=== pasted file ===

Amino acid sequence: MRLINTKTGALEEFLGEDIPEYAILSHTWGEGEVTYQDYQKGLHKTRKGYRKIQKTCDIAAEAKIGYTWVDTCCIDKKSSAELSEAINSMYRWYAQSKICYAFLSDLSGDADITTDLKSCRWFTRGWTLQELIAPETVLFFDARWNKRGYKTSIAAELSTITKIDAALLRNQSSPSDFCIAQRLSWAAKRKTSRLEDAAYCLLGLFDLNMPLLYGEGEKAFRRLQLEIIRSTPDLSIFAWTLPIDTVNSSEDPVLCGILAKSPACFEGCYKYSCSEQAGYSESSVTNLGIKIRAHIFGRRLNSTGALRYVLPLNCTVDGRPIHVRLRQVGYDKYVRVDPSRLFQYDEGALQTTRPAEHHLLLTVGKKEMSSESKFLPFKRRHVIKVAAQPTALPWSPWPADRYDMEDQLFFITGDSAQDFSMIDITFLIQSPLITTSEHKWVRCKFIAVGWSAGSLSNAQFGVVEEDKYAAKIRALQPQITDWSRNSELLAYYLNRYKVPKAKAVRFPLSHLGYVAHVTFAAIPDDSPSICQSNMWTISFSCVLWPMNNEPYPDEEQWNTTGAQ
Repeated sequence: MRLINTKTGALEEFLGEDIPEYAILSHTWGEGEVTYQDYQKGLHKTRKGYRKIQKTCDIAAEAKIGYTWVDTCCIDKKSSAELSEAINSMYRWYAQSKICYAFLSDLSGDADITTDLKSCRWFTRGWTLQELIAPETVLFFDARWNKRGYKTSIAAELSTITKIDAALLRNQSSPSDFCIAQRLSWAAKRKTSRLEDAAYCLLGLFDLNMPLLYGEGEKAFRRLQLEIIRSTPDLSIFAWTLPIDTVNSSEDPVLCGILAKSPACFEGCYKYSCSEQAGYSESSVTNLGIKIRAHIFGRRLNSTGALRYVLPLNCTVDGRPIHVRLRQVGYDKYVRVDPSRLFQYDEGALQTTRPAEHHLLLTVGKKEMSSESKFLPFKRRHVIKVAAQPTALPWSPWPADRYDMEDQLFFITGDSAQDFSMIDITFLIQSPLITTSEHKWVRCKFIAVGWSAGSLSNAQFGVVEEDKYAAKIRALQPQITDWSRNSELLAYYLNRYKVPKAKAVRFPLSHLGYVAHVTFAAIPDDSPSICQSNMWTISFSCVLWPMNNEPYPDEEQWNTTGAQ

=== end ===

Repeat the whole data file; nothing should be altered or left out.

Amino acid sequence: MRLINTKTGALEEFLGEDIPEYAILSHTWGEGEVTYQDYQKGLHKTRKGYRKIQKTCDIAAEAKIGYTWVDTCCIDKKSSAELSEAINSMYRWYAQSKICYAFLSDLSGDADITTDLKSCRWFTRGWTLQELIAPETVLFFDARWNKRGYKTSIAAELSTITKIDAALLRNQSSPSDFCIAQRLSWAAKRKTSRLEDAAYCLLGLFDLNMPLLYGEGEKAFRRLQLEIIRSTPDLSIFAWTLPIDTVNSSEDPVLCGILAKSPACFEGCYKYSCSEQAGYSESSVTNLGIKIRAHIFGRRLNSTGALRYVLPLNCTVDGRPIHVRLRQVGYDKYVRVDPSRLFQYDEGALQTTRPAEHHLLLTVGKKEMSSESKFLPFKRRHVIKVAAQPTALPWSPWPADRYDMEDQLFFITGDSAQDFSMIDITFLIQSPLITTSEHKWVRCKFIAVGWSAGSLSNAQFGVVEEDKYAAKIRALQPQITDWSRNSELLAYYLNRYKVPKAKAVRFPLSHLGYVAHVTFAAIPDDSPSICQSNMWTISFSCVLWPMNNEPYPDEEQWNTTGAQ
Repeated sequence: MRLINTKTGALEEFLGEDIPEYAILSHTWGEGEVTYQDYQKGLHKTRKGYRKIQKTCDIAAEAKIGYTWVDTCCIDKKSSAELSEAINSMYRWYAQSKICYAFLSDLSGDADITTDLKSCRWFTRGWTLQELIAPETVLFFDARWNKRGYKTSIAAELSTITKIDAALLRNQSSPSDFCIAQRLSWAAKRKTSRLEDAAYCLLGLFDLNMPLLYGEGEKAFRRLQLEIIRSTPDLSIFAWTLPIDTVNSSEDPVLCGILAKSPACFEGCYKYSCSEQAGYSESSVTNLGIKIRAHIFGRRLNSTGALRYVLPLNCTVDGRPIHVRLRQVGYDKYVRVDPSRLFQYDEGALQTTRPAEHHLLLTVGKKEMSSESKFLPFKRRHVIKVAAQPTALPWSPWPADRYDMEDQLFFITGDSAQDFSMIDITFLIQSPLITTSEHKWVRCKFIAVGWSAGSLSNAQFGVVEEDKYAAKIRALQPQITDWSRNSELLAYYLNRYKVPKAKAVRFPLSHLGYVAHVTFAAIPDDSPSICQSNMWTISFSCVLWPMNNEPYPDEEQWNTTGAQ